May 19, 2013 | 04:51 AM (BD Time)
19 May, 2013 Sunday
Nasa’s Grail twins to make gravity maps
Nasa is sending twin probes called Grail to map tiny variations in the pull of gravity around the lunar body. The information should give scientists fresh insight into the internal structure of Earth's satellite.
This will help explain many mysteries, such as why the farside of the Moon looks so different from that of the nearside with its great swathe of dark volcanic plains, or maria.
The data also will be an invaluable navigation tool for future exploration, enabling other spacecraft to make more precise landings.
A Delta rocket sent the Grail twins on their way. Its launch from the Cape Canaveral Air Force Station occurred at 09:08 EDT (13:08 GMT; 14:08 BST).
The journey to the Moon is a slow cruise, however. The duo is not expected to enter into orbit until the turn of the year. Scientists already have some lunar gravity maps. Much of this information was built up by tracking small perturbations in the orbits of previous spacecraft as they circled the Moon. But the maps are very coarse, especially for the farside. "The improvement that Grail will have for the gravity field on the nearside is a factor of 100 better than we have right now, and on the farside it is a factor of 1,000," said Grail programme scientist Dr Robert Fogel.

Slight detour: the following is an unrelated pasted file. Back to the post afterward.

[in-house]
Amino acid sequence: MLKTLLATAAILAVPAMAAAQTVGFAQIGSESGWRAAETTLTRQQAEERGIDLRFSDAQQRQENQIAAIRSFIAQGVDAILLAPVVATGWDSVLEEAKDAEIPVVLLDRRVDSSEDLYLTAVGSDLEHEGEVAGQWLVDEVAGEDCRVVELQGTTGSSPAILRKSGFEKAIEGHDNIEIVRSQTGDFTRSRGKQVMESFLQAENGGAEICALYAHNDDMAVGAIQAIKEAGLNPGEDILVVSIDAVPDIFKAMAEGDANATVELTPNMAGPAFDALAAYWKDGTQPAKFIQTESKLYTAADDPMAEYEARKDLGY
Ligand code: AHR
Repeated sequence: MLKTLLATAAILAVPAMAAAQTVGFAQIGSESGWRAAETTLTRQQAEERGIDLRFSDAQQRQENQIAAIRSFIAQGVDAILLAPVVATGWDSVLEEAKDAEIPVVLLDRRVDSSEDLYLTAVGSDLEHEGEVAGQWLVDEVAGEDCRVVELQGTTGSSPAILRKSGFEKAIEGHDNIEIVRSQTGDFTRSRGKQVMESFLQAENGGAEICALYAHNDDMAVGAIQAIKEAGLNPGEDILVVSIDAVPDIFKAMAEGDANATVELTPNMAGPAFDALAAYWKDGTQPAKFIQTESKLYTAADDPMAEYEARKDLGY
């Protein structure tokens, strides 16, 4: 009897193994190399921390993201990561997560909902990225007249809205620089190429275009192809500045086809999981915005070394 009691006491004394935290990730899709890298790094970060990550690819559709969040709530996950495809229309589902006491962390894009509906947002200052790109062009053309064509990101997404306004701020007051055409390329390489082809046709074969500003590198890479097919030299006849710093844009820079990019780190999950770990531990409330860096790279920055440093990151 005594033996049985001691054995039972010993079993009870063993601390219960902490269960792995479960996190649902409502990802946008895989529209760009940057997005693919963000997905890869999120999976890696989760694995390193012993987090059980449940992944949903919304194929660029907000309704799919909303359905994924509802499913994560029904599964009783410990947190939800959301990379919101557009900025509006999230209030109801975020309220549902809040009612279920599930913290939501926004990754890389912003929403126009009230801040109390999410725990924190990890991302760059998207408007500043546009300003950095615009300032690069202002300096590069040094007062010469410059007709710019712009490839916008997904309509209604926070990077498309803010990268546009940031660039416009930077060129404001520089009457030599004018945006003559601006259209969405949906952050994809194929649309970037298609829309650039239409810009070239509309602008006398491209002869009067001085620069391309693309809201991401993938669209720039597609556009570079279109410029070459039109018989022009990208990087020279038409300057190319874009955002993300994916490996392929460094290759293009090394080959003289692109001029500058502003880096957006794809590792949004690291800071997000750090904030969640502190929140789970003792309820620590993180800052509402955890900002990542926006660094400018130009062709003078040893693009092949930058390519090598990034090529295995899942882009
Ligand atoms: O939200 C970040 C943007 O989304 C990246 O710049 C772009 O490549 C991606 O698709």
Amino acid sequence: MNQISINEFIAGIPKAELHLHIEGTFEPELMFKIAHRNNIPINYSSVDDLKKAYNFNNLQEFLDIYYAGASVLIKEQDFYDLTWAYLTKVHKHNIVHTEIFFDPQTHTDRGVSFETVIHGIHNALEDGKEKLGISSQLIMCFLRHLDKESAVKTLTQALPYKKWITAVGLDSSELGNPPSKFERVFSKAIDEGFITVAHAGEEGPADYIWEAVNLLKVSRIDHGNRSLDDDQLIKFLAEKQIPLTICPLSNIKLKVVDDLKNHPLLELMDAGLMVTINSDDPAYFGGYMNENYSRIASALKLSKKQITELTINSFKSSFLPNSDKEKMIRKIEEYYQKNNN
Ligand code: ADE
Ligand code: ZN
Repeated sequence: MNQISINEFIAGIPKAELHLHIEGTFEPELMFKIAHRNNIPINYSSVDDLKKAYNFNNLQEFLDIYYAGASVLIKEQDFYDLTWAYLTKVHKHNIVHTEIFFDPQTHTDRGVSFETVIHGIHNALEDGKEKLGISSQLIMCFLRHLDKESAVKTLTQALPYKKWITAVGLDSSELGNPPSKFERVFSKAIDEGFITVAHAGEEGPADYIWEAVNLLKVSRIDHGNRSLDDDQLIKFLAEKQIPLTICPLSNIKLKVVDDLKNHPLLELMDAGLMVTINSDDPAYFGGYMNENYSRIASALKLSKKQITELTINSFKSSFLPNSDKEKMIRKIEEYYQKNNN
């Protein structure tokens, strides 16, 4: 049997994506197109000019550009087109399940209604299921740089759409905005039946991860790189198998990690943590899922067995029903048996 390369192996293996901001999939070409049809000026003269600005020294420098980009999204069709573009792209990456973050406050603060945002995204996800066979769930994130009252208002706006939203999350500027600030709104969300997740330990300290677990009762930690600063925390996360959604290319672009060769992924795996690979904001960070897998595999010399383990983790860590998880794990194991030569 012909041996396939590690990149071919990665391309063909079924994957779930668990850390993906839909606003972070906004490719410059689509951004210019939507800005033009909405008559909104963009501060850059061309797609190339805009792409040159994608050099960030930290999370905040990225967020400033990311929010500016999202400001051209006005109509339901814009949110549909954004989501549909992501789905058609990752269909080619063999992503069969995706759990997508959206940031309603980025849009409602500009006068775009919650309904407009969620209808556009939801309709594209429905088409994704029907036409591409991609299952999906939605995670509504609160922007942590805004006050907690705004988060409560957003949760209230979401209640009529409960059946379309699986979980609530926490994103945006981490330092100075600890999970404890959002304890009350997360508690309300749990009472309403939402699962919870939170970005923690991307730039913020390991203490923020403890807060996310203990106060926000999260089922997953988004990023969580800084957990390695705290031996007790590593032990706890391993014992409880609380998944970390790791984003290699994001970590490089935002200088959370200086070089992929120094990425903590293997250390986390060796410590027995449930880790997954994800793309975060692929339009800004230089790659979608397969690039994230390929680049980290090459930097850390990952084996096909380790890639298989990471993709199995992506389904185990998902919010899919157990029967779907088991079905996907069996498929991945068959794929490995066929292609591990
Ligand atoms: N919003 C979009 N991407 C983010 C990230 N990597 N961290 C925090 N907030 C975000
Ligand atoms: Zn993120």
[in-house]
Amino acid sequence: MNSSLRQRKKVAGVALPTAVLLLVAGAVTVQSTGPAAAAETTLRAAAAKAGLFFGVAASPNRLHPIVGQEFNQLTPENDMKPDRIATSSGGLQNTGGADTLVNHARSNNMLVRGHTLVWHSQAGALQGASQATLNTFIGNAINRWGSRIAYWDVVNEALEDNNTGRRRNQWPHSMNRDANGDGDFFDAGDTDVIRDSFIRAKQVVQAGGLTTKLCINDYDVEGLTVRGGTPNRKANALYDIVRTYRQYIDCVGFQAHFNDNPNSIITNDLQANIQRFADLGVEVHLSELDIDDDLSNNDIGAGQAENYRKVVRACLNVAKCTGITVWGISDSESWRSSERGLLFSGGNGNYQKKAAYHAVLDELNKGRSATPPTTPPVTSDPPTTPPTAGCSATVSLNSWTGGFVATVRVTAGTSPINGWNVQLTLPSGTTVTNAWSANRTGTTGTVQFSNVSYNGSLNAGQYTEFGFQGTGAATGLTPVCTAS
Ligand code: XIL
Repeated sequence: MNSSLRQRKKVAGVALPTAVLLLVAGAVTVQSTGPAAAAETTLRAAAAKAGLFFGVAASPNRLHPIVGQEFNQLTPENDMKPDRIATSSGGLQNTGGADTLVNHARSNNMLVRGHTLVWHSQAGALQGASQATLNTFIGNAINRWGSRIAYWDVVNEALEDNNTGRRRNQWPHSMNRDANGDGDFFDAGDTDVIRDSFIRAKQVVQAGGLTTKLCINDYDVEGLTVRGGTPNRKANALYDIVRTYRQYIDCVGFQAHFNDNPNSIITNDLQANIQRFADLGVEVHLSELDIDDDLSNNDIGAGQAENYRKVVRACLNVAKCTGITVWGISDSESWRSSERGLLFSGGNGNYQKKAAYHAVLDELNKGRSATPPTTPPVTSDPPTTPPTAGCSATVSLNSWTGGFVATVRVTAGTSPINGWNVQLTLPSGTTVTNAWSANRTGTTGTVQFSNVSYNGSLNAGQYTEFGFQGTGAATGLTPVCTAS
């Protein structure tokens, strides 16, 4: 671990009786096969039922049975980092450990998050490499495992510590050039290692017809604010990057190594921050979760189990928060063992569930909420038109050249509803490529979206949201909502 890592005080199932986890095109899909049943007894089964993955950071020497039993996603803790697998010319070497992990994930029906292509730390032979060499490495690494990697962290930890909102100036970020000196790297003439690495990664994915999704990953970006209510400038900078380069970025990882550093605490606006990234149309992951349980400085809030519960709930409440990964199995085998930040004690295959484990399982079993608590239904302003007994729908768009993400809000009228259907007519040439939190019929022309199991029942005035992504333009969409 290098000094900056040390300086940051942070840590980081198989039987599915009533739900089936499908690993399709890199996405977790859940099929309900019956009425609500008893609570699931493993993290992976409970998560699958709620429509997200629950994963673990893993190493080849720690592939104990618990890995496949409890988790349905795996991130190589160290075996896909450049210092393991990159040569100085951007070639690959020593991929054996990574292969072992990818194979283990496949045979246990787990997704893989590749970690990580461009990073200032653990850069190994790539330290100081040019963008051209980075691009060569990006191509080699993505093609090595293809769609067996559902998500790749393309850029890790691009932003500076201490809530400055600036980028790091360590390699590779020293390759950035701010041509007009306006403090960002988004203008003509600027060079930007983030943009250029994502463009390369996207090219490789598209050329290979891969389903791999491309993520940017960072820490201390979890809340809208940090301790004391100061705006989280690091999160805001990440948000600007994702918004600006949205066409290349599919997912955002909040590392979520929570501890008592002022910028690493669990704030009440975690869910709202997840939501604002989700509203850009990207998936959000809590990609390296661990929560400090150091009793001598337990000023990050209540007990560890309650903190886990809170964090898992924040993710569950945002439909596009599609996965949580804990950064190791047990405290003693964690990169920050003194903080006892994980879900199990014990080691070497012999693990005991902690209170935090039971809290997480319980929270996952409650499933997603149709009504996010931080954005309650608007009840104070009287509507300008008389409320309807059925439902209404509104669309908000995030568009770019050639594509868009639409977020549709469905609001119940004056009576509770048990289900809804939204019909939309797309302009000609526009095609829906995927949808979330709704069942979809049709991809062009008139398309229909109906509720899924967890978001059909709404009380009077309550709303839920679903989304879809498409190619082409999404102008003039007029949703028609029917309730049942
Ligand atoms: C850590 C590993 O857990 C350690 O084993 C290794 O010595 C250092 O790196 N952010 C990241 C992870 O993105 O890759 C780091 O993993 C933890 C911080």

"Imagine trying to see something microscopic with your own eyes and then putting a lens in front of them that has 100 times power or 1,000 times power - it becomes a different world; and that's what we'll get with Grail," he told BBC News.
Grail is an acronym for Gravity Recovery and Internal Laboratory. Its mission is very similar in design to that of a Nasa/German Space Agency venture called Grace that is currently mapping variations in gravity across the Earth.
These differences are the result of an uneven distribution of mass. Obvious examples at the Moon's surface include big mountain ranges or deep impact basins, but even inside the lunar body the rock will be arranged in an irregular fashion, with some regions being more dense than others.
All this will have a subtle influence on the pull of gravity sensed by over-flying spacecraft.
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